, NAIROBI, Kenya, Jun 2 – The National Blood Transfusion Services (NBTS) unit has now assured Kenyans of a sufficient supply of blood bags following two days of shortage that saw blood donation sessions interrupted.
NBTS which blames the two-day shortage on clearance delays and long tendering processes also admits that the scarcity saw potential blood donors sent away.
In an interview with Capital News, NBTS National Director Margaret Oduor said the problem had been rectified and that blood donation processes had gone back to normal.
“You know when you run out of blood bags then you cannot collect. But that has so far been rectified and I think by Friday last week we had 5,000 bags and we received another 2,000 bags today. In addition we had placed our order of 80,000 three months earlier so that should be coming in anytime from tomorrow,” she said.
Dr Oduor also said that the government should step in adequately to prevent a repeat of the deficiency.
“Most of our support is from donor funds. Of course you know the ministry has issues of priority…if there are no drugs then you know where the money will go. But we want to believe that blood is also a drug; our challenge is that you can’t buy it across the shop you have to convince someone to donate,” she said.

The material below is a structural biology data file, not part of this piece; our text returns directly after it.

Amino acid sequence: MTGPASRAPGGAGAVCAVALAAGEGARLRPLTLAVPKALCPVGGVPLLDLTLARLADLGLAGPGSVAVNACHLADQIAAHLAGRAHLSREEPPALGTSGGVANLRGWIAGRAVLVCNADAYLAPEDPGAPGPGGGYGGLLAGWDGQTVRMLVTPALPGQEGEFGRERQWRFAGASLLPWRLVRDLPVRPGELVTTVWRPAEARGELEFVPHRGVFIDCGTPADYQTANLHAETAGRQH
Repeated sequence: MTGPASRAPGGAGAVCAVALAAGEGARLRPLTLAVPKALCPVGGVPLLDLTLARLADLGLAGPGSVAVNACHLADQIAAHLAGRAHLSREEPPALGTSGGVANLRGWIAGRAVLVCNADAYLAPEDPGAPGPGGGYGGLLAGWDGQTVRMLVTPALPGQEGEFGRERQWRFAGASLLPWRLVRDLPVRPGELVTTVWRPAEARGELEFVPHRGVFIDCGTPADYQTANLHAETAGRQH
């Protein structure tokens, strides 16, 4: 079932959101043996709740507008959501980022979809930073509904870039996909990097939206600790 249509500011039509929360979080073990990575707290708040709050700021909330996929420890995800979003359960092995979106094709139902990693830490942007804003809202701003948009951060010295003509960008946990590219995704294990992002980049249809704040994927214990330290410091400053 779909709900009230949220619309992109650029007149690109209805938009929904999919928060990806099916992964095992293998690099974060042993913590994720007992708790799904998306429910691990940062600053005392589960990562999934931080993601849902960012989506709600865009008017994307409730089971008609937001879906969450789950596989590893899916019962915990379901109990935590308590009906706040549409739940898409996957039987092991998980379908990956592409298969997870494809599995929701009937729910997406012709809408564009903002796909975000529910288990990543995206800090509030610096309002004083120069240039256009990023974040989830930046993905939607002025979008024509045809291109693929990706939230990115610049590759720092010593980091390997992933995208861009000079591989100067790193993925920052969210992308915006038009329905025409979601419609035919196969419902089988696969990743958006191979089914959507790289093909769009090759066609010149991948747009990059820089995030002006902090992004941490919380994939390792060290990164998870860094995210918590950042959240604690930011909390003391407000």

Dr Oduor also said that the blood transfusion center normally procured half-litre blood bags priced at Sh250 each but had started procuring specialised bags that would prevent wastage of blood.
“In the half-litre bag we collect 500ml and sometimes people don’t need all that so you end up wasting. We are therefore trying to bring in bags that can cater even for children. We call them triple and quadruple bags and they cost about Sh750 each. With these bags you can choose to collect a specific amount of blood,” she said.
She also explained that the reason why it was impossible to collect less than a pint of blood using the traditional bags was because collecting less would interfere with the anticoagulant/blood ratios.
“If you put less blood in the bag then the proportions between the anti clotting mechanism and blood will be ruined,” she said.
The NBTS Director further asked Kenyans to donate blood saying they should not wait for disaster to strike for them to rush and give blood. She added that on average between 250,000 units of blood and 380,000 were required by Kenyans per year.
“We only have 35 days within which to use blood after collection so we have to constantly collect. Even if I collect one million units of blood today I will only use what I can use within 35 days and throw away the rest,” she said.
She also explained that an adult man had the capacity of donating blood four times in a year while an adult woman could donate up to three times in a year.
There are about seven transfusion centers countrywide where individuals can donate and get blood- in Nairobi, Kisumu, Nakuru, Eldoret, Embu, Mombasa and Kisii. Anyone above the age of 16 and weighs 50 kilograms and above can donate blood.